Almost any work by Doug Varone unleashes a maelstrom of dancing. If those in his company weren’t so richly human, so vulnerable, you’d imagine them as charged particles—colliding, merging, ricocheting into new configurations that almost instantly dissolve. They inhabit an unstable world in which people must be endlessly resilient to survive. Even though they crash to the floor over and over, their knees act like springs to launch them into the air again.

Commissioned by the fifth annual Bard SummerScape and the Bard Music Festival to choreograph a piece to the music of Edward Elgar, this summer’s featured composer, Varone chose Elgar’s Cello Concerto in E Minor, composed in 1919, when England was recovering from World War I and the loss of a generation of young men. The dance is titled Victorious, but it seems to be more about struggle, about straining to soar above the flames. Jane Cox uses a white panel, a scrim, black curtains, and a subtly dramatic lighting design to create featureless space. Liz Prince has garbed the six dancers in summery Edwardian attire (the men) and white draped tunics over pants (the women)—clothes that seem almost poignantly at odds with the ferociously tumbling movement.

Varone has chosen to set Victorious not to the full-orchestra version of the concerto, but to a reduction for piano and cello. Cellist Zuill Bailey and pianist Robert Koenig (also in costume) sit on opposite sides of the proscenium arch, heightening the impression of a dialogue between the instruments. This is especially true in the first movement, which Varone has daringly cast as a solo for Natalie Desch. The solitary figure seems to follow the cello’s questioning voice; at other times, the piano soothes her. Or rouses her. Or threatens her. To a particularly heroic keyboard passage, she scrabbles on her knees and shakes her head violently.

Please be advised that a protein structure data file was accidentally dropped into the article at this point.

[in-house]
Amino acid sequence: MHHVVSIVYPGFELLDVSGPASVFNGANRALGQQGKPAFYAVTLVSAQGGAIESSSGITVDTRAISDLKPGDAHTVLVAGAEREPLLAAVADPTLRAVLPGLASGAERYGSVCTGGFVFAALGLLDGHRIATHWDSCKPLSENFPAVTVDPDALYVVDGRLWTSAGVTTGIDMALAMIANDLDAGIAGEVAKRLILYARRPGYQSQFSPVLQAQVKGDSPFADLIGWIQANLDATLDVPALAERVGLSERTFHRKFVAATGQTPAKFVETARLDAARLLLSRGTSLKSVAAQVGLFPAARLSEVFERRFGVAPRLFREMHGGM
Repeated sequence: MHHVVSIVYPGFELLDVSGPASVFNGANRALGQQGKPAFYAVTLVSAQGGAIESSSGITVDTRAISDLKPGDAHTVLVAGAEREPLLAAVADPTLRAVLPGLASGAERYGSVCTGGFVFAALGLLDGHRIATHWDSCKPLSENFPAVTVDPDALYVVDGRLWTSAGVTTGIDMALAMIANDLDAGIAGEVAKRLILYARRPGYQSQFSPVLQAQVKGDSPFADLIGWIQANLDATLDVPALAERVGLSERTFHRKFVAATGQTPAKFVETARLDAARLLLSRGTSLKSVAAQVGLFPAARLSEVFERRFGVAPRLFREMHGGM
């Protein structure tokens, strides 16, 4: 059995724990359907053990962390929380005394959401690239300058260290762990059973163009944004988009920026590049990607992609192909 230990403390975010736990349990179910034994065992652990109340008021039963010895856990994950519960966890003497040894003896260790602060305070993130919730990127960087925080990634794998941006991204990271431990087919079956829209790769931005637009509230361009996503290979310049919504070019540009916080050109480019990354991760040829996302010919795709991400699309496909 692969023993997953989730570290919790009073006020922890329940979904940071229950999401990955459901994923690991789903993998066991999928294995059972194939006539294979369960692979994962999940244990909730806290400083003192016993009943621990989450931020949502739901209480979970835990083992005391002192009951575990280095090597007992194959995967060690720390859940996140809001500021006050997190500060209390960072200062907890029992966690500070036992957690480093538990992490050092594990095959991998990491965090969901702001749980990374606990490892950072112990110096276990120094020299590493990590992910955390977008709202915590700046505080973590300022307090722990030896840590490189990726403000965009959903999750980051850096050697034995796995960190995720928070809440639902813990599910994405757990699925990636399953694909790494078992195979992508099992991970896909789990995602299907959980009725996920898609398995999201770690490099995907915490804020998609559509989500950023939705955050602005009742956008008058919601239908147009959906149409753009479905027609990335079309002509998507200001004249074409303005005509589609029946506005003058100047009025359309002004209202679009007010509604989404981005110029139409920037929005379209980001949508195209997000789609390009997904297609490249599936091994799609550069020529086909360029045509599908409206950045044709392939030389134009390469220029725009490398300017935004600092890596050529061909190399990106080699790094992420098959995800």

Only a dancer of Desch’s stature could bring this off. Golden-haired, fluid, brilliant at shading the movement to express a range of feeling, she seems to be searching for something she has lost, to make sense of the incomprehensible. In her stiller moments—as when she lies crumpled, turning her head to lay first one cheek, then the other against the floor—your focus broadens to include the splendid musicians as participants in this voyage.

In Victorious as a whole, the dancers spend a lot of time low to the ground. Perhaps it was Varone’s intention to conjure up the muddy fields of France as a metaphor for conflict. The dancers hurtle, sink down, roll, scramble. In the second-movement duet, John Besant III inches sideways like an injured crab, with Stephanie Liapis draped awkwardly over him. Occasionally, the two pause in their subsequent outbursts to gesture rapidly at each other, but they’re never still for long. In the third movement, Daniel Charon, Ryan Corriston, and Eddie Taketa crash to the floor and spring up to stumble into collisions and avoidances before crashing again. Once, Taketa is held up like a wounded comrade by the other two, but his weight pulls all three to the floor.

Almost every move we’ve seen, and some we haven’t, repeat in Elgar’s last triumphant section, although the choreography doesn’t convince us that anything’s been won. While Desch dances wildly, a bacchante drunk on despair, a black curtain rises to show a golden background, but she’s rushing away from it and toward us as the theater goes black.

Varone’s Castles (2004) and Lux (2006) also thrill the SummerScape audience. As usual, I’m both exasperated and delighted—exasperated because Varone maintains unvarying levels of movement complexity and turbulence in almost every moment of every dance, and delighted by the profoundly human sensuality and clumsy, evasive tenderness.

SummerScape’s array of concerts, plays, opera, films, lectures, panels, and family entertainment runs through August 19 (